Virulent opposition from Haredi and other Orthodox Jewish corners, as well as from the Israeli Arab sector, has led many to believe that unless the gay pride parade was canceled, a violent outcome would be unavoidable. Others who came out against the parade include Sephardic Chief Rabbi of Israel,Grand Mufti of Jerusalem,Greek Orthodox Patriarch of Jerusalem,Armenian Patriarch of Jerusalem, Ethiopian Orthodox Bishop of Jerusalem, Rabbi Shlomo Amar and many others Orthodox Jews,Muslims and Christian clerics of Jerusalem and MK Yitzhak Levy.
The main opposition from the Haredi Jewish sector was organized by the Edah HaChareidis rabbinical organization. On 18 October, Rabbis from across the Orthodox spectrum called for the parade to be forbidden. Rabbi Ovadia Yosef, who was one of the first to express his opposition, called for a "demonstration of a million". Well-known right-wing Jewish activists Baruch Marzel, Itamar Ben-Gvir, and Hillel Weiss called for a "holy war" against the parade, and announced that unless the parade were cancelled, it would lead to violence. The organizers of the parade filed a police complaint against them, accusing them of incitement to murder.
On the night of Thursday, 2 November, a demonstration in Mea Shearim led to rioting. Thousands of protesters blocked roads with burning garbage cans, and police responded in force, sending hundreds of Yassam riot police and Border Police armed with batons, water cannons, and horses. Seven policemen and an unknown number of protestors were wounded. Haredi spokesmen strongly spoke out against the police for using an "excessive level of violence". On the night of 9 November, right-wing activists including Ben-Gvir and Jewish Home politician Bezalel Smotrich organized a "beast parade" with livestock and hundreds of haredi and right-wing activists, following the planned route of the pride parade.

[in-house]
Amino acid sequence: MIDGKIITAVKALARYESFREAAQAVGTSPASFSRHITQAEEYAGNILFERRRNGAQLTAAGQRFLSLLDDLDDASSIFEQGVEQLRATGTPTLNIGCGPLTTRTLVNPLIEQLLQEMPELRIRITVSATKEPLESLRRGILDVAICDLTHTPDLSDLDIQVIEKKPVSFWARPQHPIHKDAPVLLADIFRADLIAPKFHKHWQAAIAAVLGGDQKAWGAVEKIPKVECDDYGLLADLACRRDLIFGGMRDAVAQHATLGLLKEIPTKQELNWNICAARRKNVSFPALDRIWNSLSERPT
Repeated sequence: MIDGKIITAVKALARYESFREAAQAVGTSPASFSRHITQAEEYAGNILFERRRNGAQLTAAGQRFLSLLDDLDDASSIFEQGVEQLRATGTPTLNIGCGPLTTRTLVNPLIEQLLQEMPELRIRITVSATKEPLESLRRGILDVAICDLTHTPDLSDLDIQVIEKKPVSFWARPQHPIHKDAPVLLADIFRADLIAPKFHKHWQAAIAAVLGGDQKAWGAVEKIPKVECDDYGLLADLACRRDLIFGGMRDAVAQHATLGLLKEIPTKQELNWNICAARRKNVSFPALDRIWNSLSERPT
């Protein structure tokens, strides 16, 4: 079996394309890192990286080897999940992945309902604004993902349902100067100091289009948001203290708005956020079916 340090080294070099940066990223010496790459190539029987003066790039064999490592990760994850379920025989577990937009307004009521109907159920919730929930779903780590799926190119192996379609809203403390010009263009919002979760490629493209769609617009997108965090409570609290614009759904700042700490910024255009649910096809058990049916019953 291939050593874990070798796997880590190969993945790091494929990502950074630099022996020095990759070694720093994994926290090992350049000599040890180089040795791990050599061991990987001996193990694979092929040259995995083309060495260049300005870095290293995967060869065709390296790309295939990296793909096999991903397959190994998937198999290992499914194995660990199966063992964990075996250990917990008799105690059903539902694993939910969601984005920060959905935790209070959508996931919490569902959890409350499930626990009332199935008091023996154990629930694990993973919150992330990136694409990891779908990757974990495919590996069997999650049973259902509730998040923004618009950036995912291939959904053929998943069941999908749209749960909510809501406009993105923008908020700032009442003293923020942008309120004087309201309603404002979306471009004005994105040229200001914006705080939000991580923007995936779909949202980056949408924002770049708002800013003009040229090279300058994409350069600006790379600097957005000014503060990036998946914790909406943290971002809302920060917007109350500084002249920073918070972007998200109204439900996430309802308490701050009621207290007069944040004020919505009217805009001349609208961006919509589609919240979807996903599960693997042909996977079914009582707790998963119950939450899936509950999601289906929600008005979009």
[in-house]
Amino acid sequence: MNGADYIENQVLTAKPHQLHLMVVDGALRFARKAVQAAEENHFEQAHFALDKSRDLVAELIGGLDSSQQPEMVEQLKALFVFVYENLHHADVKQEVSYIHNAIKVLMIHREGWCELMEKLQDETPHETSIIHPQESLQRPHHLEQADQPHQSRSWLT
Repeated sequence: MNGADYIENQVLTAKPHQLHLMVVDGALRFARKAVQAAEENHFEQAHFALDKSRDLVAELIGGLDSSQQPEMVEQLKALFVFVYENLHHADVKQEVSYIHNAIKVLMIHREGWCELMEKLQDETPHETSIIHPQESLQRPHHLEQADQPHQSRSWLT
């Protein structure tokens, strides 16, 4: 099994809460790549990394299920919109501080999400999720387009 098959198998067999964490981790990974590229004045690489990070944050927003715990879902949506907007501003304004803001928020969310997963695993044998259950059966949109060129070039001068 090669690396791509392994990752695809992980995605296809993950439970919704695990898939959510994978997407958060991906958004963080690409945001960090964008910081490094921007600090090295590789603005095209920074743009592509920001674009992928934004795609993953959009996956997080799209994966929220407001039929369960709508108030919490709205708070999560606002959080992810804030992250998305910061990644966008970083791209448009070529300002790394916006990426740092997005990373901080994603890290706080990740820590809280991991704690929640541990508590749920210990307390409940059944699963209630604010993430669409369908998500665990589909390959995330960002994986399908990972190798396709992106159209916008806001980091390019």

The organizers of the Jerusalem Open House organization made plans to deal with contingencies, including multiple wounded and dead. Instead of a parade, the organizers moved the event to a stadium on a university campus, and the event went peacefully.
On 30 July 2015, only three weeks after being released, Yishai Schlissel stabbed six marchers during the Jerusalem gay pride parade. The act was widely condemned, including by Prime Minister Benjamin Netanyahu. One of the victims, 16-year-old Shira Banki, died of her wounds at the Hadassah Medical Center three days later, on 2 August 2015. Shortly after, Prime Minister Netanyahu offered his condolences, adding, "We will deal with the murderer to the fullest extent of the law." Schlissel's mother, Rivka, expressed her sorrow over her son actions and expressed solidarity with the victims, saying, "We regret this very much and pray for the immediate recovery of the victims." An investigation was launched to examine the failure to identify Schlissel, who was recently released, as a threat.
After the 2015Edit
The number of pride participants after the 2015 attack was smaller than in years past.
In 2016, some 25,000 took part, many in solidarity with the LGBT community following the deadly stabbing attack.
In 2017, at least 22,000 marched in the parade.
In 2018, at least 20,000 marched in the parade.
On 6 June 2019, around 15,000 people marched in Jerusalem’s annual pride parade. Under tight security with a reported 2,500 security personnel. At least 49 people who wanted to violenty disturb the event were arrested.
Two films have been made about this event. Nitzan Giladi directed the 80-minute documentary Jerusalem Is Proud to Present, and Chutzpa Productions produced a 45-minute documentary short titled Pride. The pride is also feature in the 2014 film Kicking Out Shoshana.